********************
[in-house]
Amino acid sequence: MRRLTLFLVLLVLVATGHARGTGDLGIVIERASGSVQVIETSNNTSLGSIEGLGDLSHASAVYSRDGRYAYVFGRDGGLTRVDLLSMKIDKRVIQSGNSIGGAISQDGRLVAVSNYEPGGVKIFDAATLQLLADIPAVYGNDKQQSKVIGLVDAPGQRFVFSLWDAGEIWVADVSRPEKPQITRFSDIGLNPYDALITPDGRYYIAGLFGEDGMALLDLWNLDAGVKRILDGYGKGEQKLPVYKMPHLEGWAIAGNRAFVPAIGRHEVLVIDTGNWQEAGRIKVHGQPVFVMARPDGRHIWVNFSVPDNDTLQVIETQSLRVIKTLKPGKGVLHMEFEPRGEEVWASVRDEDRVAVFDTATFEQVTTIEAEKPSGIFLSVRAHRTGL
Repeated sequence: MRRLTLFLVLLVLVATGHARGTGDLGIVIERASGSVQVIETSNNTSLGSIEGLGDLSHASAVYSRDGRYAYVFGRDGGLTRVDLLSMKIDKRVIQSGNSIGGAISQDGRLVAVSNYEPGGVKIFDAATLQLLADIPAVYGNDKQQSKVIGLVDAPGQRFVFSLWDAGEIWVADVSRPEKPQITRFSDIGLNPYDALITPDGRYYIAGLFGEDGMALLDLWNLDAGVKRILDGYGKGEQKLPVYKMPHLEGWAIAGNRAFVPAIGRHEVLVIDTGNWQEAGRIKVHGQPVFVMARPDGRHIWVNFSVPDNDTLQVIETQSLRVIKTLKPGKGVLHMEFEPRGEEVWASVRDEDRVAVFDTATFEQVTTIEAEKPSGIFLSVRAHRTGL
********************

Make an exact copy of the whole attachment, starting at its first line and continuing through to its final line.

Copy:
[in-house]
Amino acid sequence: MRRLTLFLVLLVLVATGHARGTGDLGIVIERASGSVQVIETSNNTSLGSIEGLGDLSHASAVYSRDGRYAYVFGRDGGLTRVDLLSMKIDKRVIQSGNSIGGAISQDGRLVAVSNYEPGGVKIFDAATLQLLADIPAVYGNDKQQSKVIGLVDAPGQRFVFSLWDAGEIWVADVSRPEKPQITRFSDIGLNPYDALITPDGRYYIAGLFGEDGMALLDLWNLDAGVKRILDGYGKGEQKLPVYKMPHLEGWAIAGNRAFVPAIGRHEVLVIDTGNWQEAGRIKVHGQPVFVMARPDGRHIWVNFSVPDNDTLQVIETQSLRVIKTLKPGKGVLHMEFEPRGEEVWASVRDEDRVAVFDTATFEQVTTIEAEKPSGIFLSVRAHRTGL
Repeated sequence: MRRLTLFLVLLVLVATGHARGTGDLGIVIERASGSVQVIETSNNTSLGSIEGLGDLSHASAVYSRDGRYAYVFGRDGGLTRVDLLSMKIDKRVIQSGNSIGGAISQDGRLVAVSNYEPGGVKIFDAATLQLLADIPAVYGNDKQQSKVIGLVDAPGQRFVFSLWDAGEIWVADVSRPEKPQITRFSDIGLNPYDALITPDGRYYIAGLFGEDGMALLDLWNLDAGVKRILDGYGKGEQKLPVYKMPHLEGWAIAGNRAFVPAIGRHEVLVIDTGNWQEAGRIKVHGQPVFVMARPDGRHIWVNFSVPDNDTLQVIETQSLRVIKTLKPGKGVLHMEFEPRGEEVWASVRDEDRVAVFDTATFEQVTTIEAEKPSGIFLSVRAHRTGL